by Andrea Bourgeois
How did you spend Canada Day? Like most New Brunswickers, you probably celebrated and simply enjoyed all things Canadian. However, for restaurants, pubs and other businesses in the food service industry, Canada Day is one of the busiest times of the year.
For their employees – cooks, servers, dish washers, etc. – the statutory holiday represents an excellent source of income, since employees are paid time-and-a-half. A restaurant owner would pay more than $30 per hour for an employee with some experience, when you factor in holiday pay, Employment Insurance, CPP and Workers’ Compensation premiums.
Fast forward to Canada Day 2012, minimum wage: $10 per hour.
An experienced certified cook working on Canada Day would cost a business upwards of $50 per hour! While this may sound like a great income potential for employees, the reality is that there will most likely be fewer places open on Canada Day. A typical slim two- to three-per-cent profit margin just doesn’t support such a hike in payroll.
Business owners are alarmed about the level and pace of proposed wage increases that will see New Brunswick’s minimum wage reach $10 an hour by September 2011. One would think the government would listen to small business’ concerns, since they represent 97 per cent of all businesses in the province and produce half of the province’s wealth! Or, at the minimum, that government would have listened to its own Minimum Wage Board, which is formed of employer and employee representatives and which agreed to moderate increases in the minimum wage.
But the government chose to ignore small businesses’ concerns. The solution that some government officials have offered: simply raise prices and pass along the wage hike to consumers. Are you ready to pay about 20 per cent more for everything you buy?
If you enjoyed a cold beer on Canada Day, would you have paid $8 a pint? If you’re thinking twice about it, think about the impact this price might have on the businesses serving it and ultimately on its employees. The reality is that there will be fewer jobs, fewer hours and eventually fewer independent businesses. This will mean reduced employment opportunities for the very people the government claims to be helping – minimum wage earners.
Supporters of minimum wage increases argue that in spite of increased labour costs for employers, a higher minimum wage would have a positive impact on the economy. They falsely promise that higher wages would result in higher business revenues, because employees would have more money to spend; higher tax revenues, because individuals would pay more tax on their newly increased incomes; and improved living conditions for minimum wage earners.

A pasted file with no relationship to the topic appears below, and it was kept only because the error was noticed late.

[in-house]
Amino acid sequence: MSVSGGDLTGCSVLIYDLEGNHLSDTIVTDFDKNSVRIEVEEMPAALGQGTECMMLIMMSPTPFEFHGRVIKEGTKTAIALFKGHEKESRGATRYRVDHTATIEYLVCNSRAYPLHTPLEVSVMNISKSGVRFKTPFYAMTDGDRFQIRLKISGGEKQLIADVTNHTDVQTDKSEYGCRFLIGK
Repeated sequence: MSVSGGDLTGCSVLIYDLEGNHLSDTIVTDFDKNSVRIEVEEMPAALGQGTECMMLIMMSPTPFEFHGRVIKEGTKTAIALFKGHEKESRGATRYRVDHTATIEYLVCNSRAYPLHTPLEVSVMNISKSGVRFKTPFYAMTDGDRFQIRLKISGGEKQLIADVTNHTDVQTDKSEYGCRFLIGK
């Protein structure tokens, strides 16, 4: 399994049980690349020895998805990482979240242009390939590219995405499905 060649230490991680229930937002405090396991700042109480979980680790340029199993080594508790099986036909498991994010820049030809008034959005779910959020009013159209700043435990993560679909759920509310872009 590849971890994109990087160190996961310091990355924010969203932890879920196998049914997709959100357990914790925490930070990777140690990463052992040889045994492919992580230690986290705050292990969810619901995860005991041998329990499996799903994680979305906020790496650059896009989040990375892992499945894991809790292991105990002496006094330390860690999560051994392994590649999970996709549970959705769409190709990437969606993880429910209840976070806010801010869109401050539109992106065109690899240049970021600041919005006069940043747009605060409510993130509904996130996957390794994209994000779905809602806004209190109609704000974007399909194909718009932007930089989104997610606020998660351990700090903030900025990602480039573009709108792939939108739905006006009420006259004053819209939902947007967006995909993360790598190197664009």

Economics 101 says exactly the opposite. When wages increase faster than productivity, unemployment rises for the lower skilled, and prices go up for everyone, undermining the initial wage increase. Wage hikes are sustainable only if they are being driven by businesses investing in equipment and training.
Numerous studies done by well known organizations such as the Canadian Federation of Independent Business, the Atlantic Institute for Market Studies, (see Minimum Wages: Operating with a blunt instrument ) the Fraser Institute and many others, prove it. As a consequence of forced wage hikes, businesses have lower revenues because of higher labour costs and decreased demand. Individuals have less disposable income due to higher prices and increased income taxes. And even worse, some individuals may have no incomes at all, due to employment cutbacks. Even Pollyanna would figure that this could not trigger improved living conditions.
Such large-scale minimum wage hikes force businesses to look at ways to operate with fewer staff and make “smart equipment,” such as self-scanners and other similar technologies, look very appealing. The increase in minimum wage is not the only factor driving the decision to replace labour with technology, but it is one of the more significant ones.
Are you ready to buy your coffee from a vending machine? How about an $8 pint of beer?
Here’s hoping government rethinks its minimum wage hikes soon.
Andreea Bourgeois is the Director for New Brunswick of the Canadian Federation of Independent Business. CFIB represents 107,000 small and medium sized business in Canada, and 4,500 in New Brunswick. She can be reached at firstname.lastname@example.org